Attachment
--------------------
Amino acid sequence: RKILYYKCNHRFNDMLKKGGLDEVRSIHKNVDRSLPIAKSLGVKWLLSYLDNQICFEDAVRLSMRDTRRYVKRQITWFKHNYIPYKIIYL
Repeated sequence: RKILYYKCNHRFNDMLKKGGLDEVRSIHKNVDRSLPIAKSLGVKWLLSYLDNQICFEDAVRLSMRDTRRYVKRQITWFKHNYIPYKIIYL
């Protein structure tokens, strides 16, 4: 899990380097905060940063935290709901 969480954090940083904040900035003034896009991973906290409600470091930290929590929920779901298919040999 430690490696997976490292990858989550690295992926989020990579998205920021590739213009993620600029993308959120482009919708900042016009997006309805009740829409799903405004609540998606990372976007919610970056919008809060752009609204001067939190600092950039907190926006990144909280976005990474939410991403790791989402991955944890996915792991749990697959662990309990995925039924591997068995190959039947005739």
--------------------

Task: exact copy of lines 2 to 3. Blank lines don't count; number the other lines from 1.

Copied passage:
Repeated sequence: RKILYYKCNHRFNDMLKKGGLDEVRSIHKNVDRSLPIAKSLGVKWLLSYLDNQICFEDAVRLSMRDTRRYVKRQITWFKHNYIPYKIIYL
């Protein structure tokens, strides 16, 4: 899990380097905060940063935290709901 969480954090940083904040900035003034896009991973906290409600470091930290929590929920779901298919040999 430690490696997976490292990858989550690295992926989020990579998205920021590739213009993620600029993308959120482009919708900042016009997006309805009740829409799903405004609540998606990372976007919610970056919008809060752009609204001067939190600092950039907190926006990144909280976005990474939410991403790791989402991955944890996915792991749990697959662990309990995925039924591997068995190959039947005739």